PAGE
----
The Progression

Obviously, as an avid hiker, I know I can’t avoid them, but they’re definitely my biggest weakness in the woods. I read somewhere that spiders and snakes are such common fears for humans because of the way they move; as bipedal creatures, it looks unnatural to us, and it freaks us out. Which makes a lot of sense. I know, for me personally, I get more freaked out when they’re moving than when they’re standing still.

I’ve gotten way better about spiders than I used to be. But I have my limits, and the New England Trail hit that limit almost immediately.

Choose Your Own Adventure

The New England Trail has a ~30-mile spur trail in Central Connecticut. On the official NET website, they list this spur as sections 1-4 of the Connecticut portion and the sections count up from South to North. From what I gather, it seems to be a choose your own adventure; start at Long Island Sound or start at the end of the spur, but I don’t think the intention is that you have to do both. Every NET source everywhere lists the trail as 215 or 235 miles; I can only assume this spur is why.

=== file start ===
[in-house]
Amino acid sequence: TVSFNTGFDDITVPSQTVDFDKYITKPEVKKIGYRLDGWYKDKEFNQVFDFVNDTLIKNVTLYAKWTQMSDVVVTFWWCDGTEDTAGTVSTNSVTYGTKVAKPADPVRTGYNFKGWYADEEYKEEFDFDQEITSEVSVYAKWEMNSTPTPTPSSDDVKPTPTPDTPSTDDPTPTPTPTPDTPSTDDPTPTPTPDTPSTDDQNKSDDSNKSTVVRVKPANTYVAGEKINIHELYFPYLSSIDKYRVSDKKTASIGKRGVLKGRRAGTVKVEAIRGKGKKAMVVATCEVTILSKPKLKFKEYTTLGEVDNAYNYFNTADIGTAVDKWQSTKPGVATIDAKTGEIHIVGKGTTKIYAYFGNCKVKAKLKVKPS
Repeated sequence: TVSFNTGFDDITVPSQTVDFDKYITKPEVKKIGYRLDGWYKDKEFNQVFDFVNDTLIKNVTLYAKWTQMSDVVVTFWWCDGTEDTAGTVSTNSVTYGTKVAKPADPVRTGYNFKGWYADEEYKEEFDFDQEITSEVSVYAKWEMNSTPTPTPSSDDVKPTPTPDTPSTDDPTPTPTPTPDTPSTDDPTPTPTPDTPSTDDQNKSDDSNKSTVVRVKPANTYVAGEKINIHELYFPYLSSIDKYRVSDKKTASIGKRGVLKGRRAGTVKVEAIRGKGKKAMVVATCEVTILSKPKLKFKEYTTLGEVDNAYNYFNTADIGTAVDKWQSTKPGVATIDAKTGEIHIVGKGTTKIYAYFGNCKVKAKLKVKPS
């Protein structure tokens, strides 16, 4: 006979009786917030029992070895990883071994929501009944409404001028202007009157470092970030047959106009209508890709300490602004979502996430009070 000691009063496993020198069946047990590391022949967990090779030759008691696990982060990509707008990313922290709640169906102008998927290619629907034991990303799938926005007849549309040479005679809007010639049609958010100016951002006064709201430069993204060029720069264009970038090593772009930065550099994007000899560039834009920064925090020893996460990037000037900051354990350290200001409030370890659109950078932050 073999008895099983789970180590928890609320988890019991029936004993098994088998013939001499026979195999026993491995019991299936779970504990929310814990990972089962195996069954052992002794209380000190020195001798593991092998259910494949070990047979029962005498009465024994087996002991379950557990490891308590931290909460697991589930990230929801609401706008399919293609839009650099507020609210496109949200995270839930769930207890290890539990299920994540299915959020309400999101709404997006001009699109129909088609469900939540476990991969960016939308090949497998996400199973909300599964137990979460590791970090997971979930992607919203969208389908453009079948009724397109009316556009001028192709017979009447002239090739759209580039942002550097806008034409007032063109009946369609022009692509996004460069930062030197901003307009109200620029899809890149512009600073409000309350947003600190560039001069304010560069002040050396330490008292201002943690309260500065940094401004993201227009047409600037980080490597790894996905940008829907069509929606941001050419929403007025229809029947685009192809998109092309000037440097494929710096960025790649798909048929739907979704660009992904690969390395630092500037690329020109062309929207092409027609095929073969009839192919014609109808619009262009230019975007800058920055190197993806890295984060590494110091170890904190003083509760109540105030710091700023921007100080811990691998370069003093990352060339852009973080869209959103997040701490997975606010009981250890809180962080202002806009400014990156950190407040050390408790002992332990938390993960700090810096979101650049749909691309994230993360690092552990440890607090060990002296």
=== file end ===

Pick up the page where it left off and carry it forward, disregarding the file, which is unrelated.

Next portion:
Not surprisingly, the Long Island Sound portion is the much more popular route to go, which is my choice as well. I really like the idea of walking until I hit the water and actually can’t go any further. My thoughts appear to be in the majority on this one because the reviews online for sections of the spur are that it’s overgrown and hardly used.

For my official hike, I’ll be starting at the Northern point and hiking SOBO, walking past the spur. But since I live in Connecticut, day-hiking the spur as I feel like it is an option to me that a lot of hikers won’t have. So, on an unexpected day off, I decided to unofficially kick off the NET with a day hike on the spur.